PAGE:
The High Cost of Being Uninsured—Even if You’re Young and Healthy

Uninsured_Flowchart

As we explained in a previous post, Visualizing the U.S. Healthcare Delivery System, Before, During, and After the Affordable Care Act, insurers are at the center of the healthcare delivery system in the United States. In this post we explain what that means for those outside this system—the uninsured.

U.S. Healthcare Delivery System Before ACA

If you’re young and/or healthy, going without insurance might seem like a reasonable gamble—after all, under current law (and proposed legislation) you can’t be turned down if you need insurance later. Under the ACA, you can’t even be charged more, and even the proposed AHCA only allows insurers to add a 30% surcharge for a coverage gap.

But if you’re not part of the managed care system, you lose out on its benefits. You pay more for medical care and expose yourself to unlimited economic loss in case of medical catastrophe.

Insurance provides the following benefits:

  •  Negotiated Discounts: Under managed care, insurers and managed care organizations negotiate prices with healthcare providers within their networks. When you see an in-network provider you are charged the lower negotiated price, even if you are paying out of pocket. That’s why even a high deductible plan still saves you money on healthcare.

  • Preventative Healthcare: The ACA requires insurers to cover certain preventative healthcare (like a yearly checkup or mammogram) at no cost to the insured. This care is provided for free even if you haven’t met your deductible. But to enjoy it, you need to have coverage.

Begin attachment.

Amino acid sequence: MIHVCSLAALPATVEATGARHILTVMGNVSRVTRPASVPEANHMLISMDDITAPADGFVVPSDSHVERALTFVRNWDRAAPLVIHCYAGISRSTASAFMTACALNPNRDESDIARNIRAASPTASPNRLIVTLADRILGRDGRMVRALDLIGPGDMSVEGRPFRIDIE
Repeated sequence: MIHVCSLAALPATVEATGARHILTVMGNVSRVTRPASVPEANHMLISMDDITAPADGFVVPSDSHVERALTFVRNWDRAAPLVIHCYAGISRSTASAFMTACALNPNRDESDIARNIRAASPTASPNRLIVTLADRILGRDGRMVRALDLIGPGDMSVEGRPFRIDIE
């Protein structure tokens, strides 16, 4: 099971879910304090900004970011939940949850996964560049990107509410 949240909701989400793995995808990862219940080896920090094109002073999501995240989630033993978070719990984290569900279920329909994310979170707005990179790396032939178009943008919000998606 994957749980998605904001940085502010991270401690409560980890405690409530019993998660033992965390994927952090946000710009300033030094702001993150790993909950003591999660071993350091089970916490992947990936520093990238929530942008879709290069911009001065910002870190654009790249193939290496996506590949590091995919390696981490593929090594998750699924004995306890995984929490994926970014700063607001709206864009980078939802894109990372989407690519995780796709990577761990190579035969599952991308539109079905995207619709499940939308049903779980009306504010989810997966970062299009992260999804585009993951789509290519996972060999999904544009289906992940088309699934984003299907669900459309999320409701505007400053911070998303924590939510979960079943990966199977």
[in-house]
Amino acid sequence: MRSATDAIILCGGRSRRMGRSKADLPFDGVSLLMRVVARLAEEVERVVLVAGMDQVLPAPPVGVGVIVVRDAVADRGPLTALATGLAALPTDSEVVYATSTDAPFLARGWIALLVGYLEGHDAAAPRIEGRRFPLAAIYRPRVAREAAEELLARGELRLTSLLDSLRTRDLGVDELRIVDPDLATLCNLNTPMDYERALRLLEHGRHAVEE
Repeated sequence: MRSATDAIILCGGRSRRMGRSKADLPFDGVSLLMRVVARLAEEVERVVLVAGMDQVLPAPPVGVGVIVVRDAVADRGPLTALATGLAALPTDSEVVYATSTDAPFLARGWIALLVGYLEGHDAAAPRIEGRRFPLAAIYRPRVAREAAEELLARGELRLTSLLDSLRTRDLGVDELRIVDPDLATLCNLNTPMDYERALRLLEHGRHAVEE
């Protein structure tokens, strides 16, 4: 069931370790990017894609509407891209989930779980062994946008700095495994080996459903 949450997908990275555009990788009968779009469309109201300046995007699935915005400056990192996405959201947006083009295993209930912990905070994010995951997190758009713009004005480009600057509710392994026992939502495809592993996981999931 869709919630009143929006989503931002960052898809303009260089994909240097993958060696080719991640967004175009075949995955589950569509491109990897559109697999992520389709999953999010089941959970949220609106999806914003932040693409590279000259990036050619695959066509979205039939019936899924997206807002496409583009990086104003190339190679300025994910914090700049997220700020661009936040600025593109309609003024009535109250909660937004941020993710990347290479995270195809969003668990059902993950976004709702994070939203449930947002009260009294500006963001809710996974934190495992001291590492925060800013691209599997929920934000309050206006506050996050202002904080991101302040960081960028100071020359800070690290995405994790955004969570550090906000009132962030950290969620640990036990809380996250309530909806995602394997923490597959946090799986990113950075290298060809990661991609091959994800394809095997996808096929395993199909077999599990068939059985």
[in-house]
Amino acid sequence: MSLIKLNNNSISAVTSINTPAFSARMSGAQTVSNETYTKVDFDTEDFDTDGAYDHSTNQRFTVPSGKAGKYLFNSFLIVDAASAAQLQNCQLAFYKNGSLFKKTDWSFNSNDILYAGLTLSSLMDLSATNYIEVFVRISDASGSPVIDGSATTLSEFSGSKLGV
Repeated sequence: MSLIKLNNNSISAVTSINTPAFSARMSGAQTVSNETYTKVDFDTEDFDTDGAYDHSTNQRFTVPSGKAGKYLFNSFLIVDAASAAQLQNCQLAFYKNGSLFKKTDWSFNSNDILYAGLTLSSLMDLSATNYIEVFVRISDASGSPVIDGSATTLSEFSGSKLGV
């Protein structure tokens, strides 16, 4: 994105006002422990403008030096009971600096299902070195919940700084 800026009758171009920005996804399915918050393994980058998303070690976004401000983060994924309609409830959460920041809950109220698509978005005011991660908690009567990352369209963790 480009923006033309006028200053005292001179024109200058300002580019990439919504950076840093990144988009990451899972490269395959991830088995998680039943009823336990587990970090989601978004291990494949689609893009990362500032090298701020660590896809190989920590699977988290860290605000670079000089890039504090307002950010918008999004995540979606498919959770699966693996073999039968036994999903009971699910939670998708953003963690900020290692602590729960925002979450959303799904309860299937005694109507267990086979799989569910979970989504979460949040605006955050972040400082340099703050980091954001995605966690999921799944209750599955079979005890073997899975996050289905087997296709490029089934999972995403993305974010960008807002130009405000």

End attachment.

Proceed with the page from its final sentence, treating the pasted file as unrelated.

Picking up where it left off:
• Out-of-Pocket Annual Maximums: Insurance caps your annual out-of-pocket costs. In 2016, the out-of-pocket limits for plans on the ACA marketplace were $6,850 for an individual and $13,700 for a family. This means that once you’ve reached the maximum (through paying your deductible and co-insurance) insurance covers the rest. Without insurance, an illness or injury can have catastrophic financial consequences. A hospitalization can easily run into the $100,000s. Such medical bills may take years to pay off, and failure to pay can ruin your credit. Medical debt is a major cause of bankruptcy.

Whether or not you believe health insurance should be mandated, participating in the managed care system could be in your best interest. In addition to the personal benefits, Insurance has a myriad of societal benefits—from increased public health to less uncompensated care (which costs everyone through higher medical prices and/or taxes). Not to mention, a larger, more diverse insurance pool can bring down premiums for everyone.

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